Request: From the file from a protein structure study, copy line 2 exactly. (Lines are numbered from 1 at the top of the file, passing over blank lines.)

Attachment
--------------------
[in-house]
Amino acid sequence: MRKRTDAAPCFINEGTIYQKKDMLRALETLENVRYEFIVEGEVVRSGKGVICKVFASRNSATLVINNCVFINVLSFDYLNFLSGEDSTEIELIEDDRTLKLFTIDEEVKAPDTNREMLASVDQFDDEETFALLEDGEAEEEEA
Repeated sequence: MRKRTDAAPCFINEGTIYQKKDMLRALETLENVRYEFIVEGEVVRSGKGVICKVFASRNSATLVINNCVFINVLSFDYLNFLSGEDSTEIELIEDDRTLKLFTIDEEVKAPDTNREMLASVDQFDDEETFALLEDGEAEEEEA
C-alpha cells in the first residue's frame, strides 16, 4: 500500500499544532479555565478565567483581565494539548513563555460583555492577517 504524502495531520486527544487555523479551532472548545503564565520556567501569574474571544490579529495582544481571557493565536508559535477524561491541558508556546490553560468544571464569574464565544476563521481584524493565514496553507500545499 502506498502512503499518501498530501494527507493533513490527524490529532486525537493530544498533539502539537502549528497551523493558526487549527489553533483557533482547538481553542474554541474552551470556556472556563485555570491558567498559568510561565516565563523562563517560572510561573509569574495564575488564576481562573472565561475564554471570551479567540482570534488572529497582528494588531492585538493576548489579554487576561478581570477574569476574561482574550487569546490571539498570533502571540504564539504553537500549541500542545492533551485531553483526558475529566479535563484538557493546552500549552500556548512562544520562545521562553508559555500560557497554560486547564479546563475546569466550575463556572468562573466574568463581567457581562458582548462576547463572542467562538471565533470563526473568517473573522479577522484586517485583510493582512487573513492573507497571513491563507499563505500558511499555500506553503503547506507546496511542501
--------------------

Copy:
Amino acid sequence: MRKRTDAAPCFINEGTIYQKKDMLRALETLENVRYEFIVEGEVVRSGKGVICKVFASRNSATLVINNCVFINVLSFDYLNFLSGEDSTEIELIEDDRTLKLFTIDEEVKAPDTNREMLASVDQFDDEETFALLEDGEAEEEEA